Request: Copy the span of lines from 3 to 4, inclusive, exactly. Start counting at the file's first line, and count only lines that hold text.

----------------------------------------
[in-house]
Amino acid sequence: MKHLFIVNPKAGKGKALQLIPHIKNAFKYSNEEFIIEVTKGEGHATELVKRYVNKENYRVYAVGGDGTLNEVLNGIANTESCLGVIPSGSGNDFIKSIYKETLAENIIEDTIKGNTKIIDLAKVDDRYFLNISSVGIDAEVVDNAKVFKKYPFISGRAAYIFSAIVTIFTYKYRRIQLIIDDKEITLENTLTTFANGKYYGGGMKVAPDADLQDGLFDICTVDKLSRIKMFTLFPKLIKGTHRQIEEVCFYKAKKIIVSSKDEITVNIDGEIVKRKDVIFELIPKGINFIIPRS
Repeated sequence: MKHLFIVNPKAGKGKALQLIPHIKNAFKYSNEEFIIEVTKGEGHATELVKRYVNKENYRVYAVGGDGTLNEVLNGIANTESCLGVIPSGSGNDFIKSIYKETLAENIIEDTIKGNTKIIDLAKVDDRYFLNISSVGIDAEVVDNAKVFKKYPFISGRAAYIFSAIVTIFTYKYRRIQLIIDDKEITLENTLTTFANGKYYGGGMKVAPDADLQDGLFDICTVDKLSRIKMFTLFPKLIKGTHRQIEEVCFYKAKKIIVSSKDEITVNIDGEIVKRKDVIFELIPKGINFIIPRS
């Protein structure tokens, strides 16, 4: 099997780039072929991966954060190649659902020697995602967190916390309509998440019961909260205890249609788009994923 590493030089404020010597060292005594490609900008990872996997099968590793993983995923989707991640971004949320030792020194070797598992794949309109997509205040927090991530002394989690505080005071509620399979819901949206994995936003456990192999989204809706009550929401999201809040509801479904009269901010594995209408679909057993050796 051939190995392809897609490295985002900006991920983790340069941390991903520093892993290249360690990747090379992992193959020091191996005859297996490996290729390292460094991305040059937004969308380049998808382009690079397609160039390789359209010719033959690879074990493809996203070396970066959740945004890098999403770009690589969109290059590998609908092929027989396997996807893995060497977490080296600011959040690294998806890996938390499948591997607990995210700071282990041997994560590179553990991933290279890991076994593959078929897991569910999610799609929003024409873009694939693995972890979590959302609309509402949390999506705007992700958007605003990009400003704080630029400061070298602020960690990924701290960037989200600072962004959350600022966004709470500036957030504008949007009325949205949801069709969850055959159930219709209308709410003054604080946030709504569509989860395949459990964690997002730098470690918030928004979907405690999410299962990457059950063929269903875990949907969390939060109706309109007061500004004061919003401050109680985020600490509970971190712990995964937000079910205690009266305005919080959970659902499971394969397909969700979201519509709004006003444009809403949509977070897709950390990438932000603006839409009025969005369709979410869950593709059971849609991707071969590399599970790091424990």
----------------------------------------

Repeated sequence: MKHLFIVNPKAGKGKALQLIPHIKNAFKYSNEEFIIEVTKGEGHATELVKRYVNKENYRVYAVGGDGTLNEVLNGIANTESCLGVIPSGSGNDFIKSIYKETLAENIIEDTIKGNTKIIDLAKVDDRYFLNISSVGIDAEVVDNAKVFKKYPFISGRAAYIFSAIVTIFTYKYRRIQLIIDDKEITLENTLTTFANGKYYGGGMKVAPDADLQDGLFDICTVDKLSRIKMFTLFPKLIKGTHRQIEEVCFYKAKKIIVSSKDEITVNIDGEIVKRKDVIFELIPKGINFIIPRS
């Protein structure tokens, strides 16, 4: 099997780039072929991966954060190649659902020697995602967190916390309509998440019961909260205890249609788009994923 590493030089404020010597060292005594490609900008990872996997099968590793993983995923989707991640971004949320030792020194070797598992794949309109997509205040927090991530002394989690505080005071509620399979819901949206994995936003456990192999989204809706009550929401999201809040509801479904009269901010594995209408679909057993050796 051939190995392809897609490295985002900006991920983790340069941390991903520093892993290249360690990747090379992992193959020091191996005859297996490996290729390292460094991305040059937004969308380049998808382009690079397609160039390789359209010719033959690879074990493809996203070396970066959740945004890098999403770009690589969109290059590998609908092929027989396997996807893995060497977490080296600011959040690294998806890996938390499948591997607990995210700071282990041997994560590179553990991933290279890991076994593959078929897991569910999610799609929003024409873009694939693995972890979590959302609309509402949390999506705007992700958007605003990009400003704080630029400061070298602020960690990924701290960037989200600072962004959350600022966004709470500036957030504008949007009325949205949801069709969850055959159930219709209308709410003054604080946030709504569509989860395949459990964690997002730098470690918030928004979907405690999410299962990457059950063929269903875990949907969390939060109706309109007061500004004061919003401050109680985020600490509970971190712990995964937000079910205690009266305005919080959970659902499971394969397909969700979201519509709004006003444009809403949509977070897709950390990438932000603006839409009025969005369709979410869950593709059971849609991707071969590399599970790091424990």